Although I cut out the rest of your post, based on what you said and what I've noticed, most fishing games in general aren't very action oriented except for what you experience while in the underwater "lure view". It seems that it's pretty important that anything I create be pretty original since what I'm wanting to do hasn't been done before to very much success (except the Mario Party fishing and possibly that Fishing Derby game for the 2600 I linked to earlier).

This idea of yours sounds very interesting. I always remember my dad telling me about how this diving/underwater swimming duck that is found in Florida is also used as a fishing device. People will put a net in their mouth, which will prevent them from being able to swallow the fish, but will still allow them to catch fish. Obviously this probably isn't legal, but it's pretty interesting stuff.

Anyway, back to your idea. I think it's a great idea to have the lure be a living creature that can move around and capture the fish. This seems very promising and I'll give it a lot of thought.

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Original post by ChrisDominic
I heard of 3D Studio Max and Maya. I'm wondering which one of them is better and I would like to create a 3D game. But I don’t know from where to start. Can any one answer me?


Why on earth are you asking in this thread? Go to the art forum and read the stickies there. [rolleyes]

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I found this when looking at the LostGarden site yesterday. Having given it a play for about 40 minutes or so, I think it might be right up your alley in terms of researching ideas.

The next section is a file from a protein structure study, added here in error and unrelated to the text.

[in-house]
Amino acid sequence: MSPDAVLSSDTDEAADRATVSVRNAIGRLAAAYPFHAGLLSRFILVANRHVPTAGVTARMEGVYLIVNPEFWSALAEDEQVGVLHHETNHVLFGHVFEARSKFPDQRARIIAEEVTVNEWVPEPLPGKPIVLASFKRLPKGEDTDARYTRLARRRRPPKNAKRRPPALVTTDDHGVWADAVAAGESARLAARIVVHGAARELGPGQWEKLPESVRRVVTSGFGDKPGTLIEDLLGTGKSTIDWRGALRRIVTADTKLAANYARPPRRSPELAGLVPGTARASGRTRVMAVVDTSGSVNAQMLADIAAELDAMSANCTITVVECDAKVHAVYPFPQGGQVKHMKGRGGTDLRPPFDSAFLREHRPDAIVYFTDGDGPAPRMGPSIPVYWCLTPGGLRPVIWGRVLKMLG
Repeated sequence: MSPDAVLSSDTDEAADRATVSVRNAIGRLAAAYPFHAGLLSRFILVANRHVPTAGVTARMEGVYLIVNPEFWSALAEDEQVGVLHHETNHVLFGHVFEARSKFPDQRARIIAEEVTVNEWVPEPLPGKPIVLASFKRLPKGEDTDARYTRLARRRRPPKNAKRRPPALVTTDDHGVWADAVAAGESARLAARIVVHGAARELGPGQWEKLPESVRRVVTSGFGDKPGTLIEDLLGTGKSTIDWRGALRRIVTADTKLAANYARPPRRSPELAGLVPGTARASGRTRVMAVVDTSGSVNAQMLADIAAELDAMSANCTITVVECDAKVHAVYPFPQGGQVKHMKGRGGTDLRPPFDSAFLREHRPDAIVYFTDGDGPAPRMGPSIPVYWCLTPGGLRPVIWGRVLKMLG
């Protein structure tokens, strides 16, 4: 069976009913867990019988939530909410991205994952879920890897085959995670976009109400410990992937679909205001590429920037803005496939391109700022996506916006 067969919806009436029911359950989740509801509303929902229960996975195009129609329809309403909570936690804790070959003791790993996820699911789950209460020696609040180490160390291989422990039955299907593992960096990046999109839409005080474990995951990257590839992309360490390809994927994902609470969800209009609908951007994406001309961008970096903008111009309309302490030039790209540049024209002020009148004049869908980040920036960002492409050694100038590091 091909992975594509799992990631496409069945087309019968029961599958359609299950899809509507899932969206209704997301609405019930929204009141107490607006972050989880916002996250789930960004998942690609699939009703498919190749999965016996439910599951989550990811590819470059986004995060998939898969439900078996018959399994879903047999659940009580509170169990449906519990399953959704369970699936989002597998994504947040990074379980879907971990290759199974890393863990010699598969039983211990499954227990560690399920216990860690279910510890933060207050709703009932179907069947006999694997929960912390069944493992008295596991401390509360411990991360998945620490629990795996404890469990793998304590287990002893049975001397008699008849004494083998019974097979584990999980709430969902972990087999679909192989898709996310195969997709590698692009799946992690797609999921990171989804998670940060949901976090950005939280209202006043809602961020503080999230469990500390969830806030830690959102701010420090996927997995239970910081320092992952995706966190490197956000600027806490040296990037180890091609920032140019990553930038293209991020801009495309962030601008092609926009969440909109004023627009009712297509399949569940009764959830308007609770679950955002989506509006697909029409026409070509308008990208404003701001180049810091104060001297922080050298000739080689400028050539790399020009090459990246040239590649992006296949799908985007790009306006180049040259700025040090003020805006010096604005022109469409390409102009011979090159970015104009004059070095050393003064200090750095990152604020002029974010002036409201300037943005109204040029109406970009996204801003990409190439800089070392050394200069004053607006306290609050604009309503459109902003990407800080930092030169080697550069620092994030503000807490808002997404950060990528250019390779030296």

I don't think anyone has posted it yet, but if I'm duplicating a suggestion I appologise in advance!!

Anyway, I was hooked for a short while, and I'm sure there are more than a few potential nuggets of inspiration lying in the design of the game.

Hope that helps,

Steve O

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Original post by Cpt Mothballs
Harpoon fishing for mutant squids.
Most awesome sounding mini-game, ever.


The Amazon Trail games had a pretty fun (from the eyes of an ~8 year old) harpoon-fishing game, and that was without mutant squids. You could see the fish in the pool, and it was always exciting when a large, rare fish came by.

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Original post by Wai
It turns out it was from WOW. It definitely does not have as much action as in Mario Party.



The first flavor is pretty much the fishing mini-game in Lord Of The Rings Online. No innovation, just another tediuous grind.
Very disappointing (I was amazed at the lack of imagination as it could have been made into a real 'game' with little extra effort)



UO had a fishing skill and it was funny to get a monster once in awhile especially when they allowed fishing in the town moats (next to the main bank) and a monster would spawn and attack a newbie (and scare the $%^&* out of them).

But that was ages ago (back when UO was fun and didnt have anything/everything interesting nerfed out of it)


The harpoon gun and giant squid was done in one of the Indiana Jones games -- with no tentacles drawn, just the big sucker objects moving in patterns to indicate where the tentacle would be (if they could draw them)